WASHINGTON — President Obama's tax-cut deal with Republicans will pass in Congress, budget leaders of both parties predicted, as they disagreed on whether the plan might be altered.
Republican Paul Ryan, who becomes House Budget Committee chairman in January, and Democrat Kent Conrad, chairman of the Senate Budget Committee, said the plan will be sent to Obama's desk, though Conrad said he hoped House Democrats would change estate tax provisions he considers too generous to the wealthy.
In interviews airing this weekend on Bloomberg Television's "Political Capital with Al Hunt," both men said they expect Congress to pivot from tax-cutting to reducing the budget deficit early next year before a vote that will be required to raise the federal debt limit.
"There has got to be an agreement to deal with our long- term debt challenge," Conrad said he told Treasury Secretary Timothy Geithner and White House budget director Jack Lew during a meeting on Dec. 9. Otherwise, "extending the debt limit will not happen but for short periods of time," the lawmaker said.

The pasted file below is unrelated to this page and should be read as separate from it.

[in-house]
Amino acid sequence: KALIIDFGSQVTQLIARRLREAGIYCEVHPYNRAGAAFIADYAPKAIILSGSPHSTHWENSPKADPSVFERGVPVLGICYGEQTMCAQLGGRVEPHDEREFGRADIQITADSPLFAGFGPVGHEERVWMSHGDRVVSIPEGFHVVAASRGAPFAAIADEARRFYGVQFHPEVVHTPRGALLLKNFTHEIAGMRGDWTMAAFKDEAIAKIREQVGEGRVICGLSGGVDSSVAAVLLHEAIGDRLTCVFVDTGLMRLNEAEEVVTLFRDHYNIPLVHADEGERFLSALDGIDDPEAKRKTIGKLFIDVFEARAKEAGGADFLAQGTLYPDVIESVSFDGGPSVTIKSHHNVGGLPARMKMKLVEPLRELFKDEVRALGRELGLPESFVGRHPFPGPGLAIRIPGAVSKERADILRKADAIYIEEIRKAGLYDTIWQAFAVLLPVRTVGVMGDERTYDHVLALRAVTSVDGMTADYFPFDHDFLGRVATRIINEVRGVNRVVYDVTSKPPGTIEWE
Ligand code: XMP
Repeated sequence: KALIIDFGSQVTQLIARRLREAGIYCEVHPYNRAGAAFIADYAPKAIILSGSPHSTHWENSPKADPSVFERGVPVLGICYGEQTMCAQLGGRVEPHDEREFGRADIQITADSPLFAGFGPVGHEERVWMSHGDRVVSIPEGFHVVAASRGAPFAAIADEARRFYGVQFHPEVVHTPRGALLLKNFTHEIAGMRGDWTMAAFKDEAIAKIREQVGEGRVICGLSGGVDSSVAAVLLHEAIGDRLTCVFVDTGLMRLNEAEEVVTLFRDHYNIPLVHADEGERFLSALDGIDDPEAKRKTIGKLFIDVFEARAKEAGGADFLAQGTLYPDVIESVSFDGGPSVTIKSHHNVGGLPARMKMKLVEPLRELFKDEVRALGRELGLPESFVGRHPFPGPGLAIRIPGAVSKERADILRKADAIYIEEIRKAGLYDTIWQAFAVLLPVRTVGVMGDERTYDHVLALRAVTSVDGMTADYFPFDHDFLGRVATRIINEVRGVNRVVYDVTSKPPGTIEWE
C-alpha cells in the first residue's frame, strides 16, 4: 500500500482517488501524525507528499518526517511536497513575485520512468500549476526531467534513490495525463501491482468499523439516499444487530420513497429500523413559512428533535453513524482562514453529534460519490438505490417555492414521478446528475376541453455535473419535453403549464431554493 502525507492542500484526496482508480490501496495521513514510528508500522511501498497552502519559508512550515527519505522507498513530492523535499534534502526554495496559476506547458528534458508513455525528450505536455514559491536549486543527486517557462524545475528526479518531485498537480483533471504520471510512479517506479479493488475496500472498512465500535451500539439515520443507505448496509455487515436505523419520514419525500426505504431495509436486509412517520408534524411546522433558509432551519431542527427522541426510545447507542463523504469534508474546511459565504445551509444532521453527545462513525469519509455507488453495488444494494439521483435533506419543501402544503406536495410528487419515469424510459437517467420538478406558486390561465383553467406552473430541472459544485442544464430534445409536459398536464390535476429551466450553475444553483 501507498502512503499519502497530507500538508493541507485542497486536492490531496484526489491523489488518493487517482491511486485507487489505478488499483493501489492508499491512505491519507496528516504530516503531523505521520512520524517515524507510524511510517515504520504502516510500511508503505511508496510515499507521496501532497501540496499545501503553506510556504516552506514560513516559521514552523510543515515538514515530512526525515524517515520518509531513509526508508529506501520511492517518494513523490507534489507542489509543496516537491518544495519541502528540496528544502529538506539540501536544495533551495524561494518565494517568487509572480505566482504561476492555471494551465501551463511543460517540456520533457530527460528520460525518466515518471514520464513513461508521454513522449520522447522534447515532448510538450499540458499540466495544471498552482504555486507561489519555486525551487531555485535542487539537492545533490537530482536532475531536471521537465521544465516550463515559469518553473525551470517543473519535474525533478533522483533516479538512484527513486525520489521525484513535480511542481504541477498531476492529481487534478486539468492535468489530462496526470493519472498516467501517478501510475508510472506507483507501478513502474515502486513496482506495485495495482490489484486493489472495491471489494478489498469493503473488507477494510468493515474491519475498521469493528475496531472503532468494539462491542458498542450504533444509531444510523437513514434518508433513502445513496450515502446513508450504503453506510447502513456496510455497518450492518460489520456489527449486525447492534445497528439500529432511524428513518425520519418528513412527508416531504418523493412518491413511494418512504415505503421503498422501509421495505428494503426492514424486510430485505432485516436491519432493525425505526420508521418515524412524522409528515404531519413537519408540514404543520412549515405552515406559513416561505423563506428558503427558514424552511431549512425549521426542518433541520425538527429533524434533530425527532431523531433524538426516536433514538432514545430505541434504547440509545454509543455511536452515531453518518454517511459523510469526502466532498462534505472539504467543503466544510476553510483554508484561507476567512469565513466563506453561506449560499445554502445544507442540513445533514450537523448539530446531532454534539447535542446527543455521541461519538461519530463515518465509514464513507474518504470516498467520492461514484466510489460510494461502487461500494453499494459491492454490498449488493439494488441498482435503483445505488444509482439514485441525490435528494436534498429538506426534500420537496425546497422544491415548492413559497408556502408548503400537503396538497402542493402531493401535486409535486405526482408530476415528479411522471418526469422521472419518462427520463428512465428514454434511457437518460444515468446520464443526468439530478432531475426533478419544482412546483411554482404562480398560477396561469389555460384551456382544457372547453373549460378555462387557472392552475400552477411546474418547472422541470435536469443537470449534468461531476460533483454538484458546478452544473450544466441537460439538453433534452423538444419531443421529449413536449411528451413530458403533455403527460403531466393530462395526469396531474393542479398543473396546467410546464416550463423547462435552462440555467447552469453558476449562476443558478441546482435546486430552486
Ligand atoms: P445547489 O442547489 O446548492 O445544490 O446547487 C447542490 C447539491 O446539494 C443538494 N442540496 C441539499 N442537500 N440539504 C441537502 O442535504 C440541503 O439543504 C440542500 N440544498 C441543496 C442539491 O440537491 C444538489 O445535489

Ryan, of Wisconsin, said he plans to lead the Republican push to cut domestic spending by $100 billion early next year, before the debt-limit vote.
"The debt ceiling obviously is going to have to be increased if we're not going to default," Ryan said. "So the question is, what do we get in exchange for that?"
"We want to bring spending back to something like pre- binge, pre-spending levels of 2008. So that means we want to go after a good $100 billion," he said.
Conrad, of North Dakota, said efforts to cut the deficit are made more difficult by polls showing the public opposes many of the tax increases and spending cuts that would be needed. A Bloomberg News survey this week showed that Americans want Congress to reduce the deficit without cutting Social Security, defense or many other programs.
"We've got a huge educational job to do with the American public," Conrad said. Lawmakers "have to be prepared to sacrifice their political careers to do what must be done for the nation."
"If we fail to get our deficits and debt under control, America will become a second-class nation," he said. "We are going to slip over the abyss into a fiscal crisis that is as sure as we sit here."